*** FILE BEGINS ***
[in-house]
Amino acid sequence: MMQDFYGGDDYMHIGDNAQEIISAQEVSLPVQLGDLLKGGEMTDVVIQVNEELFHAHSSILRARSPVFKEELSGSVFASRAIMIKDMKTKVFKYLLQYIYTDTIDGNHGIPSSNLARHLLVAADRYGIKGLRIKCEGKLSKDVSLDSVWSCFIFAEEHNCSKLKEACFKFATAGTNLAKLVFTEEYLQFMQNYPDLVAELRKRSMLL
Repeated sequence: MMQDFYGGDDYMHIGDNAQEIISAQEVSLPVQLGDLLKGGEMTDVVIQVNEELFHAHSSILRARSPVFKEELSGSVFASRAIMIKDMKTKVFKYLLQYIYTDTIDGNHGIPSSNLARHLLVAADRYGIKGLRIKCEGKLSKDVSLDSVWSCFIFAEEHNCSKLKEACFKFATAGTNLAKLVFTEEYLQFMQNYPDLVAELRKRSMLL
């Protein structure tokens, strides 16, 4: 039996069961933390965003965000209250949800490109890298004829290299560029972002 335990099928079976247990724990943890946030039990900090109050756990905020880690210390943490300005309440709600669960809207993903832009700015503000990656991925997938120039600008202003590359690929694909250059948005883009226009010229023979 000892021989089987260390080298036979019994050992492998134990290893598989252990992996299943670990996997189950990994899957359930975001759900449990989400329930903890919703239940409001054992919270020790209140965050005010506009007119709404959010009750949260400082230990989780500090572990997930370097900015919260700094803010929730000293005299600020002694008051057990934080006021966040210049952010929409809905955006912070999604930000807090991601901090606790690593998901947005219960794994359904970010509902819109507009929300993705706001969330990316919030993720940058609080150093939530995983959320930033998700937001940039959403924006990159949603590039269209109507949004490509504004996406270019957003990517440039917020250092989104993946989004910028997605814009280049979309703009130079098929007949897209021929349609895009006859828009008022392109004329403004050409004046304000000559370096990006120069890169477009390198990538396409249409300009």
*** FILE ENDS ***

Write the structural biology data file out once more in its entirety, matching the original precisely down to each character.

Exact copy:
[in-house]
Amino acid sequence: MMQDFYGGDDYMHIGDNAQEIISAQEVSLPVQLGDLLKGGEMTDVVIQVNEELFHAHSSILRARSPVFKEELSGSVFASRAIMIKDMKTKVFKYLLQYIYTDTIDGNHGIPSSNLARHLLVAADRYGIKGLRIKCEGKLSKDVSLDSVWSCFIFAEEHNCSKLKEACFKFATAGTNLAKLVFTEEYLQFMQNYPDLVAELRKRSMLL
Repeated sequence: MMQDFYGGDDYMHIGDNAQEIISAQEVSLPVQLGDLLKGGEMTDVVIQVNEELFHAHSSILRARSPVFKEELSGSVFASRAIMIKDMKTKVFKYLLQYIYTDTIDGNHGIPSSNLARHLLVAADRYGIKGLRIKCEGKLSKDVSLDSVWSCFIFAEEHNCSKLKEACFKFATAGTNLAKLVFTEEYLQFMQNYPDLVAELRKRSMLL
């Protein structure tokens, strides 16, 4: 039996069961933390965003965000209250949800490109890298004829290299560029972002 335990099928079976247990724990943890946030039990900090109050756990905020880690210390943490300005309440709600669960809207993903832009700015503000990656991925997938120039600008202003590359690929694909250059948005883009226009010229023979 000892021989089987260390080298036979019994050992492998134990290893598989252990992996299943670990996997189950990994899957359930975001759900449990989400329930903890919703239940409001054992919270020790209140965050005010506009007119709404959010009750949260400082230990989780500090572990997930370097900015919260700094803010929730000293005299600020002694008051057990934080006021966040210049952010929409809905955006912070999604930000807090991601901090606790690593998901947005219960794994359904970010509902819109507009929300993705706001969330990316919030993720940058609080150093939530995983959320930033998700937001940039959403924006990159949603590039269209109507949004490509504004996406270019957003990517440039917020250092989104993946989004910028997605814009280049979309703009130079098929007949897209021929349609895009006859828009008022392109004329403004050409004046304000000559370096990006120069890169477009390198990538396409249409300009």